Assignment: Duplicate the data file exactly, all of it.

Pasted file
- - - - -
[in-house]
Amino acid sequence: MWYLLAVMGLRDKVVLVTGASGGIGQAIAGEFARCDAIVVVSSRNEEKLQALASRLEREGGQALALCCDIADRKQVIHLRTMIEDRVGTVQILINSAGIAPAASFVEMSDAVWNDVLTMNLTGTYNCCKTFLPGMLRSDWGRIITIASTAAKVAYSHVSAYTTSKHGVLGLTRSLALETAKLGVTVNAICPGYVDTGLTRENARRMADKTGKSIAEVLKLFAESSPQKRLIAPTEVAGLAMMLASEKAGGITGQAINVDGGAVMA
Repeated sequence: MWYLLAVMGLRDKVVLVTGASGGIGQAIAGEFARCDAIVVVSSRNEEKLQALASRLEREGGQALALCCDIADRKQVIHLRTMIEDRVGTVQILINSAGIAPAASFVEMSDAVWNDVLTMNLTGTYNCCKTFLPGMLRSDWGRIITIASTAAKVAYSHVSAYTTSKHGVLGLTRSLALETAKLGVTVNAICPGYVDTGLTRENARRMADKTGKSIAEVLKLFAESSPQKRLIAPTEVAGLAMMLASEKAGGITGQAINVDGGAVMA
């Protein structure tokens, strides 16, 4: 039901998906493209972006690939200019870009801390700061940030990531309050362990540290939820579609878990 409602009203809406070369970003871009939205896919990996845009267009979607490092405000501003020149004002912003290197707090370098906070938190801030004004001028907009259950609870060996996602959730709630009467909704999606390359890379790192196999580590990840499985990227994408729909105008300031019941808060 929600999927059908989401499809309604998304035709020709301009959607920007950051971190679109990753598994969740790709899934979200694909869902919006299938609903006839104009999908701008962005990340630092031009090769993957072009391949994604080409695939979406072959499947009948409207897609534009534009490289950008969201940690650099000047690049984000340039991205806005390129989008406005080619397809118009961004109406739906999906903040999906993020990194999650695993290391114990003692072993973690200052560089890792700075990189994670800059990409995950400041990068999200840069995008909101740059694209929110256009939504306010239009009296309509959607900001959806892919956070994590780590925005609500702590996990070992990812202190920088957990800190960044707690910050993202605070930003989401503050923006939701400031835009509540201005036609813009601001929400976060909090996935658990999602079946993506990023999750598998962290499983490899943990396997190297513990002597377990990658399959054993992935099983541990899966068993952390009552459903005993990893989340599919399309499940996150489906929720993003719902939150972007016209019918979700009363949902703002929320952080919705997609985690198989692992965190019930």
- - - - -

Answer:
[in-house]
Amino acid sequence: MWYLLAVMGLRDKVVLVTGASGGIGQAIAGEFARCDAIVVVSSRNEEKLQALASRLEREGGQALALCCDIADRKQVIHLRTMIEDRVGTVQILINSAGIAPAASFVEMSDAVWNDVLTMNLTGTYNCCKTFLPGMLRSDWGRIITIASTAAKVAYSHVSAYTTSKHGVLGLTRSLALETAKLGVTVNAICPGYVDTGLTRENARRMADKTGKSIAEVLKLFAESSPQKRLIAPTEVAGLAMMLASEKAGGITGQAINVDGGAVMA
Repeated sequence: MWYLLAVMGLRDKVVLVTGASGGIGQAIAGEFARCDAIVVVSSRNEEKLQALASRLEREGGQALALCCDIADRKQVIHLRTMIEDRVGTVQILINSAGIAPAASFVEMSDAVWNDVLTMNLTGTYNCCKTFLPGMLRSDWGRIITIASTAAKVAYSHVSAYTTSKHGVLGLTRSLALETAKLGVTVNAICPGYVDTGLTRENARRMADKTGKSIAEVLKLFAESSPQKRLIAPTEVAGLAMMLASEKAGGITGQAINVDGGAVMA
């Protein structure tokens, strides 16, 4: 039901998906493209972006690939200019870009801390700061940030990531309050362990540290939820579609878990 409602009203809406070369970003871009939205896919990996845009267009979607490092405000501003020149004002912003290197707090370098906070938190801030004004001028907009259950609870060996996602959730709630009467909704999606390359890379790192196999580590990840499985990227994408729909105008300031019941808060 929600999927059908989401499809309604998304035709020709301009959607920007950051971190679109990753598994969740790709899934979200694909869902919006299938609903006839104009999908701008962005990340630092031009090769993957072009391949994604080409695939979406072959499947009948409207897609534009534009490289950008969201940690650099000047690049984000340039991205806005390129989008406005080619397809118009961004109406739906999906903040999906993020990194999650695993290391114990003692072993973690200052560089890792700075990189994670800059990409995950400041990068999200840069995008909101740059694209929110256009939504306010239009009296309509959607900001959806892919956070994590780590925005609500702590996990070992990812202190920088957990800190960044707690910050993202605070930003989401503050923006939701400031835009509540201005036609813009601001929400976060909090996935658990999602079946993506990023999750598998962290499983490899943990396997190297513990002597377990990658399959054993992935099983541990899966068993952390009552459903005993990893989340599919399309499940996150489906929720993003719902939150972007016209019918979700009363949902703002929320952080919705997609985690198989692992965190019930």